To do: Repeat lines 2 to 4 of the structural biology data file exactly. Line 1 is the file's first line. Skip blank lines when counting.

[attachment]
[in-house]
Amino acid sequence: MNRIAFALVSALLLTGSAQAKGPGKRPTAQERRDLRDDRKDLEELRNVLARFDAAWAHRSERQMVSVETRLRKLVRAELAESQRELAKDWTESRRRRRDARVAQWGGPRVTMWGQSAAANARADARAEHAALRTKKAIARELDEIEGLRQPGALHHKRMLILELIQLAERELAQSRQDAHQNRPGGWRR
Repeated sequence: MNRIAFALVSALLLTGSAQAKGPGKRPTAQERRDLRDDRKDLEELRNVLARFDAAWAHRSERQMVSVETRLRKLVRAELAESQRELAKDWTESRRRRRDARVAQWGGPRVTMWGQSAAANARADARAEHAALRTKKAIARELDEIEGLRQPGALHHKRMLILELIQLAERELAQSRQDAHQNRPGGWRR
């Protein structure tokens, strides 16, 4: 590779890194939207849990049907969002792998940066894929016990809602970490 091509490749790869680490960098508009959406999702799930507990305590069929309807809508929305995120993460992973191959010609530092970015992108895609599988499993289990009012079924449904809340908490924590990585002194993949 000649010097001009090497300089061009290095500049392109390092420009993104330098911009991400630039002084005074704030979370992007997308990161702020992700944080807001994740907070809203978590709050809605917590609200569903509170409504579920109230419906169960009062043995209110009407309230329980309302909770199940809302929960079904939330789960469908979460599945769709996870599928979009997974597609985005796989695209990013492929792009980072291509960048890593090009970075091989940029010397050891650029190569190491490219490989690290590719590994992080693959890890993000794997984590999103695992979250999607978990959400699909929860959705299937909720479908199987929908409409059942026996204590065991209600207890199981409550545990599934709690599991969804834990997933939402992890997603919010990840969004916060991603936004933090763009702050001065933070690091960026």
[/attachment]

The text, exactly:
Amino acid sequence: MNRIAFALVSALLLTGSAQAKGPGKRPTAQERRDLRDDRKDLEELRNVLARFDAAWAHRSERQMVSVETRLRKLVRAELAESQRELAKDWTESRRRRRDARVAQWGGPRVTMWGQSAAANARADARAEHAALRTKKAIARELDEIEGLRQPGALHHKRMLILELIQLAERELAQSRQDAHQNRPGGWRR
Repeated sequence: MNRIAFALVSALLLTGSAQAKGPGKRPTAQERRDLRDDRKDLEELRNVLARFDAAWAHRSERQMVSVETRLRKLVRAELAESQRELAKDWTESRRRRRDARVAQWGGPRVTMWGQSAAANARADARAEHAALRTKKAIARELDEIEGLRQPGALHHKRMLILELIQLAERELAQSRQDAHQNRPGGWRR
């Protein structure tokens, strides 16, 4: 590779890194939207849990049907969002792998940066894929016990809602970490 091509490749790869680490960098508009959406999702799930507990305590069929309807809508929305995120993460992973191959010609530092970015992108895609599988499993289990009012079924449904809340908490924590990585002194993949 000649010097001009090497300089061009290095500049392109390092420009993104330098911009991400630039002084005074704030979370992007997308990161702020992700944080807001994740907070809203978590709050809605917590609200569903509170409504579920109230419906169960009062043995209110009407309230329980309302909770199940809302929960079904939330789960469908979460599945769709996870599928979009997974597609985005796989695209990013492929792009980072291509960048890593090009970075091989940029010397050891650029190569190491490219490989690290590719590994992080693959890890993000794997984590999103695992979250999607978990959400699909929860959705299937909720479908199987929908409409059942026996204590065991209600207890199981409550545990599934709690599991969804834990997933939402992890997603919010990840969004916060991603936004933090763009702050001065933070690091960026």